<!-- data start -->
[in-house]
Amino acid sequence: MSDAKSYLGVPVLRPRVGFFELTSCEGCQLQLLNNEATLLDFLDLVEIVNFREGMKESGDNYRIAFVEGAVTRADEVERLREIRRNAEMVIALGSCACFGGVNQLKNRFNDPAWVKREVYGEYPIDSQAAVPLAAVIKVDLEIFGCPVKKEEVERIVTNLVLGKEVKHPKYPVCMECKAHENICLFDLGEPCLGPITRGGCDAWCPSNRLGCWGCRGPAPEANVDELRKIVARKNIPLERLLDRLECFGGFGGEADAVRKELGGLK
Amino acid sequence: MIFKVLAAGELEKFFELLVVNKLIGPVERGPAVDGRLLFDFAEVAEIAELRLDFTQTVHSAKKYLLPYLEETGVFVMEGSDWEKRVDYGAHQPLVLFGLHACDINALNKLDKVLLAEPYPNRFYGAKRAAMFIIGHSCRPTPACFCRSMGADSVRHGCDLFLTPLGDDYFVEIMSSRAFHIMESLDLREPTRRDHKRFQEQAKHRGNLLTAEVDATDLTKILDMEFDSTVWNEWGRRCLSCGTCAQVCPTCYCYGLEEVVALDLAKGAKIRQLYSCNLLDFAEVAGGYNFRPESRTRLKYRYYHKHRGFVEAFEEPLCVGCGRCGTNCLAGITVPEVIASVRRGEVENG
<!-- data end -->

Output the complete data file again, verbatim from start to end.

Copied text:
[in-house]
Amino acid sequence: MSDAKSYLGVPVLRPRVGFFELTSCEGCQLQLLNNEATLLDFLDLVEIVNFREGMKESGDNYRIAFVEGAVTRADEVERLREIRRNAEMVIALGSCACFGGVNQLKNRFNDPAWVKREVYGEYPIDSQAAVPLAAVIKVDLEIFGCPVKKEEVERIVTNLVLGKEVKHPKYPVCMECKAHENICLFDLGEPCLGPITRGGCDAWCPSNRLGCWGCRGPAPEANVDELRKIVARKNIPLERLLDRLECFGGFGGEADAVRKELGGLK
Amino acid sequence: MIFKVLAAGELEKFFELLVVNKLIGPVERGPAVDGRLLFDFAEVAEIAELRLDFTQTVHSAKKYLLPYLEETGVFVMEGSDWEKRVDYGAHQPLVLFGLHACDINALNKLDKVLLAEPYPNRFYGAKRAAMFIIGHSCRPTPACFCRSMGADSVRHGCDLFLTPLGDDYFVEIMSSRAFHIMESLDLREPTRRDHKRFQEQAKHRGNLLTAEVDATDLTKILDMEFDSTVWNEWGRRCLSCGTCAQVCPTCYCYGLEEVVALDLAKGAKIRQLYSCNLLDFAEVAGGYNFRPESRTRLKYRYYHKHRGFVEAFEEPLCVGCGRCGTNCLAGITVPEVIASVRRGEVENG